“ES&S has long supported and taken part in independent testing of its elections equipment,” said Tom Burt, CEO and president of Election Systems & Software, the largest manufacturer of voting systems in the United States. “Programmatic testing performed by independent security experts helps ensure equipment stays ahead of threats, and it helps increase voter confidence in the overall security of elections.  I appreciate Senator Warner’s and Senator Collins’ work to further secure our nation’s elections.”

A copy of the bill is available here and a one-page summary is available here


WASHINGTON – U.S. Sens. Mark R. Warner and Tim Kaine cosponsored the Democracy Is Strengthened by Casting Light on Spending in Elections (DISCLOSE) Act, legislation led by Senator Sheldon Whitehouse (D-RI), to strengthen campaign finance laws, improve transparency around political spending in federal elections, and make government more accountable to the will of voters. Outside group spending in federal elections has skyrocketed since the Supreme Court’s 2010 decision in Citizens United v. FEC. Many of the biggest spenders, such as certain corporations, special interests, and political groups, are not required under current law to disclose their donors, making it difficult to understand how dark money is influencing elections. The DISCLOSE Act would require organizations and lobbyists spending money in elections to disclose their large donors and certify that they’re not using foreign money for election spending.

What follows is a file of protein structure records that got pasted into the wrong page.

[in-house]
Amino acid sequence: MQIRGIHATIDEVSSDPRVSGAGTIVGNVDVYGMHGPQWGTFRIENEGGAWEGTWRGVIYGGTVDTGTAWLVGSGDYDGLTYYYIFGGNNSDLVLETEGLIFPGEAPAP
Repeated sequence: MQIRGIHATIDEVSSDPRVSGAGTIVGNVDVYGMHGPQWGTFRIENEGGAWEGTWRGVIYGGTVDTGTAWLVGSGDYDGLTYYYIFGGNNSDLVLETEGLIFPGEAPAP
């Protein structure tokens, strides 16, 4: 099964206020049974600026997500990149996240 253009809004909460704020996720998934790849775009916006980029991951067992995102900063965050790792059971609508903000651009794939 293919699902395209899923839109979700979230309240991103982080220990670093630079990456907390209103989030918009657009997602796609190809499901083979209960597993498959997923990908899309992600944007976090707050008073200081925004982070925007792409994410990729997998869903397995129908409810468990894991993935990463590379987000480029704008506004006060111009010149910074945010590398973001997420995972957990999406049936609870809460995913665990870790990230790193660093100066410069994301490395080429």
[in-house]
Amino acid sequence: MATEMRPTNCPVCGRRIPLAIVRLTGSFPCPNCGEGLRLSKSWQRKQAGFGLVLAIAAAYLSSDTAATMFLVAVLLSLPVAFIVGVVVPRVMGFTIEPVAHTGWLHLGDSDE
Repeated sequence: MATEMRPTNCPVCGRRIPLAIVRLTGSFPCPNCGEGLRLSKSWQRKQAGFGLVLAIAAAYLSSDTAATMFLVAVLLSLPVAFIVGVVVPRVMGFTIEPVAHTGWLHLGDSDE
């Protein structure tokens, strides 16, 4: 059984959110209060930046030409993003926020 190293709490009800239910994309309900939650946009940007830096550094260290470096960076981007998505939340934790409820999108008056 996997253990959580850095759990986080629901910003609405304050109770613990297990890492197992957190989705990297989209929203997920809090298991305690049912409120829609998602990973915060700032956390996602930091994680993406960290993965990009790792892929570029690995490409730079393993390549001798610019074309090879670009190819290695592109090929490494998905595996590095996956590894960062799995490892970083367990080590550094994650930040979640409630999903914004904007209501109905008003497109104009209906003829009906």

“The American public should be able to see who is spending money in federal elections,” said Warner and Kaine. “This bill is an overdue step to improve transparency and accountability, help ensure foreign governments aren’t interfering in U.S. elections, and strengthen our democracy.”

The DISCLOSE Act contains important safeguards against special interest influence. Specifically, the bill would:

  • Prohibit domestic companies with significant foreign control, ownership, or direction from spending money in U.S. elections. Under current law, foreign nationals and foreign corporations are prohibited from engaging in any election spending, but domestic companies with significant foreign ownership are not subject to the same restrictions.
  • Strengthen measures to prevent foreign governments and their agents from interfering in U.S. elections, including in state and local ballot measures.
  • Crack down on the use of shell corporations to hide the identity of donors by requiring companies spending money in elections to disclose their true owners.
  • Require organizations running political ads to include “stand by your ad” disclaimers indicating the top funders that are paying for them.